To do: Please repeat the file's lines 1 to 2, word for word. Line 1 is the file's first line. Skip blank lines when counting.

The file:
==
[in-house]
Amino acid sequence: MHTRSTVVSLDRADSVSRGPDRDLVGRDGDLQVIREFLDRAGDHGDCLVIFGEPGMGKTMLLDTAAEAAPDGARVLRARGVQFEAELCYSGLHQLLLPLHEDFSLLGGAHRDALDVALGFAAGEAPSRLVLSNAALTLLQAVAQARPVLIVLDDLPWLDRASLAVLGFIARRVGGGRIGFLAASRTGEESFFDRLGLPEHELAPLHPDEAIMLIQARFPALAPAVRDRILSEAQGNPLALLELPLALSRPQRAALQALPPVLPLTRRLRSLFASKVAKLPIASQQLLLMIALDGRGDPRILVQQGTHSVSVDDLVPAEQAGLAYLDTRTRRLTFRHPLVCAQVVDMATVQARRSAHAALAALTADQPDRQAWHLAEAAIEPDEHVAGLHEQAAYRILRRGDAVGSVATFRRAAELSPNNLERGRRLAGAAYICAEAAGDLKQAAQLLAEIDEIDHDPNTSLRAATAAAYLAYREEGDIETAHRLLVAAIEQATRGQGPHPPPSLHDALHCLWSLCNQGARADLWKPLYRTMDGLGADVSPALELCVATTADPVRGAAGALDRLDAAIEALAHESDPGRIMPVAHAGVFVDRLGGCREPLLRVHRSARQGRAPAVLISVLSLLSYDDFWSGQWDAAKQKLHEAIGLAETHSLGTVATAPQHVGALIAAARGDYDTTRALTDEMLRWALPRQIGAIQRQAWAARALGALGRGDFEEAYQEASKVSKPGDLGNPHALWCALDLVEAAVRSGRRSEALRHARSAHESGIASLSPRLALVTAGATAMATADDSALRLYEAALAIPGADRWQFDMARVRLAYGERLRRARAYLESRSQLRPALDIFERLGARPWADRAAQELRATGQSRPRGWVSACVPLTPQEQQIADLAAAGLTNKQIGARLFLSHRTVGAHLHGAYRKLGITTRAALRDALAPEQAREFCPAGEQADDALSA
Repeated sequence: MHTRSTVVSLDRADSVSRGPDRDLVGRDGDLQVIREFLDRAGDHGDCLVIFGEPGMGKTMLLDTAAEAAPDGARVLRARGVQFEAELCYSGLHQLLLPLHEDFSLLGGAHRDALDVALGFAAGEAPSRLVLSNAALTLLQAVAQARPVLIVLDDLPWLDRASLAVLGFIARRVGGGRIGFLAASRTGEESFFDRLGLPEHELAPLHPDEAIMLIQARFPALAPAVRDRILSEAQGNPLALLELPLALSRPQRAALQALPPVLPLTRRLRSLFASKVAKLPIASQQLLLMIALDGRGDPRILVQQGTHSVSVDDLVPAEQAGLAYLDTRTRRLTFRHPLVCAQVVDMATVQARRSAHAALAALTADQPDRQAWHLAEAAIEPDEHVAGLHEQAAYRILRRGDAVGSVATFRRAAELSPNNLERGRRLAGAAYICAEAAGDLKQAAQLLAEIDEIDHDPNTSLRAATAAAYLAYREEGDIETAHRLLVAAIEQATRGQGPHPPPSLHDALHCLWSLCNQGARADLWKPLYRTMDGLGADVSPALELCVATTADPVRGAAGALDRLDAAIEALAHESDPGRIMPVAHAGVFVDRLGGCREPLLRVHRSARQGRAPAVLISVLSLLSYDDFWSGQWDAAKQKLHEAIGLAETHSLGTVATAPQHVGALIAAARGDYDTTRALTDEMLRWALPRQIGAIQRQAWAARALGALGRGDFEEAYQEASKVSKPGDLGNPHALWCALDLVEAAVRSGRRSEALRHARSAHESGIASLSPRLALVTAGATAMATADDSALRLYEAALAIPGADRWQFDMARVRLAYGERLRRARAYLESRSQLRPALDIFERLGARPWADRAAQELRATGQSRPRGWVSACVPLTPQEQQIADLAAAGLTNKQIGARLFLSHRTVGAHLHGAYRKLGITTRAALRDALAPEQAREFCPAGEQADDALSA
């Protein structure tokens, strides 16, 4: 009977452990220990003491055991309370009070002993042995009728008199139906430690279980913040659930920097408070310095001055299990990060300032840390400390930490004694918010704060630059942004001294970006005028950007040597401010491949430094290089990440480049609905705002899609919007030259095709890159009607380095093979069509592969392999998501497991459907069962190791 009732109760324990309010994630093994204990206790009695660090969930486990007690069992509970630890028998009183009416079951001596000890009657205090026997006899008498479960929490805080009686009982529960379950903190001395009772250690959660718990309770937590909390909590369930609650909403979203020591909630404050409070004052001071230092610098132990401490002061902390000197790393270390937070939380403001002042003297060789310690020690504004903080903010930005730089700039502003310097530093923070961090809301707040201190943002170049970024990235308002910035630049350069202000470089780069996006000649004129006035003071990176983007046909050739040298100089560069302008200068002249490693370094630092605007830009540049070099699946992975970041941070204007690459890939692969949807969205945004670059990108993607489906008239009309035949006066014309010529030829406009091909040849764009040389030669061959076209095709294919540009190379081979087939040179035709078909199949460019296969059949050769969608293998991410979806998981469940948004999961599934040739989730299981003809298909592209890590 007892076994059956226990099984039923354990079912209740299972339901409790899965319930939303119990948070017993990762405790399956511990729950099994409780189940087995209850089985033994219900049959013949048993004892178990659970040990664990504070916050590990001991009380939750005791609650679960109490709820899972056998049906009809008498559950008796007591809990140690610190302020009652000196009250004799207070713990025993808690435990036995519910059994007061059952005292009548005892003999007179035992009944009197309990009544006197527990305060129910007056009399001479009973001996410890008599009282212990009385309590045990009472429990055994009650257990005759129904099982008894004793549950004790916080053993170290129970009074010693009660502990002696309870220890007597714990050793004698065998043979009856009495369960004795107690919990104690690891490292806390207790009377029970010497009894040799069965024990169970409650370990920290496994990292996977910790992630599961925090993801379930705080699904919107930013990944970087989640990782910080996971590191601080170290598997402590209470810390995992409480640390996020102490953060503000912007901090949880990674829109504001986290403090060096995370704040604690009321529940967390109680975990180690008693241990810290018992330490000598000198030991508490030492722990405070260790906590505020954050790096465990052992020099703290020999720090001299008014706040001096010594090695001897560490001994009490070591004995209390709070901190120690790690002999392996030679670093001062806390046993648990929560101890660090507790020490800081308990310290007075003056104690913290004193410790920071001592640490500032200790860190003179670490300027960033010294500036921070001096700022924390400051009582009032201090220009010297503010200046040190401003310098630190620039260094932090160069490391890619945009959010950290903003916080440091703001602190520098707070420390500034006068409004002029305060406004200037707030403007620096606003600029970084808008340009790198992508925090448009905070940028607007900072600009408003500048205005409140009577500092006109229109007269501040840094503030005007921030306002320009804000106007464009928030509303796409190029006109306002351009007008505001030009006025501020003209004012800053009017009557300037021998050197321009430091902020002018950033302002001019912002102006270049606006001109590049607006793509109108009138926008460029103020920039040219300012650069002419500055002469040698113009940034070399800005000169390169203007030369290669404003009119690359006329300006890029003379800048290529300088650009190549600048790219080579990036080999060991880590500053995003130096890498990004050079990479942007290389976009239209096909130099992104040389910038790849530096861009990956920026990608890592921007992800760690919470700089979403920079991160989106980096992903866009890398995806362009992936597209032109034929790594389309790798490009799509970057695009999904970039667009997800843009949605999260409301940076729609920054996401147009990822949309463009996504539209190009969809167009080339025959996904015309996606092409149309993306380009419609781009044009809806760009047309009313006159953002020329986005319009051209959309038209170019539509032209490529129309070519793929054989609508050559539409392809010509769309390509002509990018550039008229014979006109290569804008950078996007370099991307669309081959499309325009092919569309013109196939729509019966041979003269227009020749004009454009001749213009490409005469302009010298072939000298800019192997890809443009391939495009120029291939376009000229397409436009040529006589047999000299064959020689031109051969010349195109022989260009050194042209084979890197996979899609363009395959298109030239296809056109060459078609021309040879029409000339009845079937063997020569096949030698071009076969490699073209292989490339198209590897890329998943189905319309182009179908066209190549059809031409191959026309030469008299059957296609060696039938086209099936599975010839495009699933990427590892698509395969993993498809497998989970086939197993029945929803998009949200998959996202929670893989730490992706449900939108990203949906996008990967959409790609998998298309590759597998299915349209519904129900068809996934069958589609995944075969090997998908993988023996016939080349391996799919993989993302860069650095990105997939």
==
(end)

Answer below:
[in-house]
Amino acid sequence: MHTRSTVVSLDRADSVSRGPDRDLVGRDGDLQVIREFLDRAGDHGDCLVIFGEPGMGKTMLLDTAAEAAPDGARVLRARGVQFEAELCYSGLHQLLLPLHEDFSLLGGAHRDALDVALGFAAGEAPSRLVLSNAALTLLQAVAQARPVLIVLDDLPWLDRASLAVLGFIARRVGGGRIGFLAASRTGEESFFDRLGLPEHELAPLHPDEAIMLIQARFPALAPAVRDRILSEAQGNPLALLELPLALSRPQRAALQALPPVLPLTRRLRSLFASKVAKLPIASQQLLLMIALDGRGDPRILVQQGTHSVSVDDLVPAEQAGLAYLDTRTRRLTFRHPLVCAQVVDMATVQARRSAHAALAALTADQPDRQAWHLAEAAIEPDEHVAGLHEQAAYRILRRGDAVGSVATFRRAAELSPNNLERGRRLAGAAYICAEAAGDLKQAAQLLAEIDEIDHDPNTSLRAATAAAYLAYREEGDIETAHRLLVAAIEQATRGQGPHPPPSLHDALHCLWSLCNQGARADLWKPLYRTMDGLGADVSPALELCVATTADPVRGAAGALDRLDAAIEALAHESDPGRIMPVAHAGVFVDRLGGCREPLLRVHRSARQGRAPAVLISVLSLLSYDDFWSGQWDAAKQKLHEAIGLAETHSLGTVATAPQHVGALIAAARGDYDTTRALTDEMLRWALPRQIGAIQRQAWAARALGALGRGDFEEAYQEASKVSKPGDLGNPHALWCALDLVEAAVRSGRRSEALRHARSAHESGIASLSPRLALVTAGATAMATADDSALRLYEAALAIPGADRWQFDMARVRLAYGERLRRARAYLESRSQLRPALDIFERLGARPWADRAAQELRATGQSRPRGWVSACVPLTPQEQQIADLAAAGLTNKQIGARLFLSHRTVGAHLHGAYRKLGITTRAALRDALAPEQAREFCPAGEQADDALSA